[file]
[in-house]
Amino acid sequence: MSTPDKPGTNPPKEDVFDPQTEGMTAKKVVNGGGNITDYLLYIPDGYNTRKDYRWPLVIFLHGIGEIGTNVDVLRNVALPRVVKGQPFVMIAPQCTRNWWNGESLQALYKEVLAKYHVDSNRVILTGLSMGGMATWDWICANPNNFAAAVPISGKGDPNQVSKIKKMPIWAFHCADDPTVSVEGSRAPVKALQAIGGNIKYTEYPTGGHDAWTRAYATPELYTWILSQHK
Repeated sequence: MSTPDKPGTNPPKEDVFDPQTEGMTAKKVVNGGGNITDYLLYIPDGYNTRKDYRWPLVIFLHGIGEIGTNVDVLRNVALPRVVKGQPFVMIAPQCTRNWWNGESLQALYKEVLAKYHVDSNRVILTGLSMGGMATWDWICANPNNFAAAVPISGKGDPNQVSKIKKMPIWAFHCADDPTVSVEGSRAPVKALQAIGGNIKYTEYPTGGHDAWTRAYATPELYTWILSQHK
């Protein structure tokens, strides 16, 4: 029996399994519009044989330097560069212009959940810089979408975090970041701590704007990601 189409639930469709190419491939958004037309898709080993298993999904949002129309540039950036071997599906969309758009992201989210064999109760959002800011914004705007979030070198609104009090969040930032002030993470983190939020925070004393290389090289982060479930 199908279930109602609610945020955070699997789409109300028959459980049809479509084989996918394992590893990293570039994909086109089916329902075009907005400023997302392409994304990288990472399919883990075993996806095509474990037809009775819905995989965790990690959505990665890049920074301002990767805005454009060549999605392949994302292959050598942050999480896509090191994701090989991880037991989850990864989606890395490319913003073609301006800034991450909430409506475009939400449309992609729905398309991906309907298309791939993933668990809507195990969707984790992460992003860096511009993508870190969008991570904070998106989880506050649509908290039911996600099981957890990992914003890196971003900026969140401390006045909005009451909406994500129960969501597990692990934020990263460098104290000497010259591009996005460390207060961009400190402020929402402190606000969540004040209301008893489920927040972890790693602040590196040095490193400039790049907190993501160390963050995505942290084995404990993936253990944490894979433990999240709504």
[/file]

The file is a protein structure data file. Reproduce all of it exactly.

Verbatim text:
[in-house]
Amino acid sequence: MSTPDKPGTNPPKEDVFDPQTEGMTAKKVVNGGGNITDYLLYIPDGYNTRKDYRWPLVIFLHGIGEIGTNVDVLRNVALPRVVKGQPFVMIAPQCTRNWWNGESLQALYKEVLAKYHVDSNRVILTGLSMGGMATWDWICANPNNFAAAVPISGKGDPNQVSKIKKMPIWAFHCADDPTVSVEGSRAPVKALQAIGGNIKYTEYPTGGHDAWTRAYATPELYTWILSQHK
Repeated sequence: MSTPDKPGTNPPKEDVFDPQTEGMTAKKVVNGGGNITDYLLYIPDGYNTRKDYRWPLVIFLHGIGEIGTNVDVLRNVALPRVVKGQPFVMIAPQCTRNWWNGESLQALYKEVLAKYHVDSNRVILTGLSMGGMATWDWICANPNNFAAAVPISGKGDPNQVSKIKKMPIWAFHCADDPTVSVEGSRAPVKALQAIGGNIKYTEYPTGGHDAWTRAYATPELYTWILSQHK
């Protein structure tokens, strides 16, 4: 029996399994519009044989330097560069212009959940810089979408975090970041701590704007990601 189409639930469709190419491939958004037309898709080993298993999904949002129309540039950036071997599906969309758009992201989210064999109760959002800011914004705007979030070198609104009090969040930032002030993470983190939020925070004393290389090289982060479930 199908279930109602609610945020955070699997789409109300028959459980049809479509084989996918394992590893990293570039994909086109089916329902075009907005400023997302392409994304990288990472399919883990075993996806095509474990037809009775819905995989965790990690959505990665890049920074301002990767805005454009060549999605392949994302292959050598942050999480896509090191994701090989991880037991989850990864989606890395490319913003073609301006800034991450909430409506475009939400449309992609729905398309991906309907298309791939993933668990809507195990969707984790992460992003860096511009993508870190969008991570904070998106989880506050649509908290039911996600099981957890990992914003890196971003900026969140401390006045909005009451909406994500129960969501597990692990934020990263460098104290000497010259591009996005460390207060961009400190402020929402402190606000969540004040209301008893489920927040972890790693602040590196040095490193400039790049907190993501160390963050995505942290084995404990993936253990944490894979433990999240709504």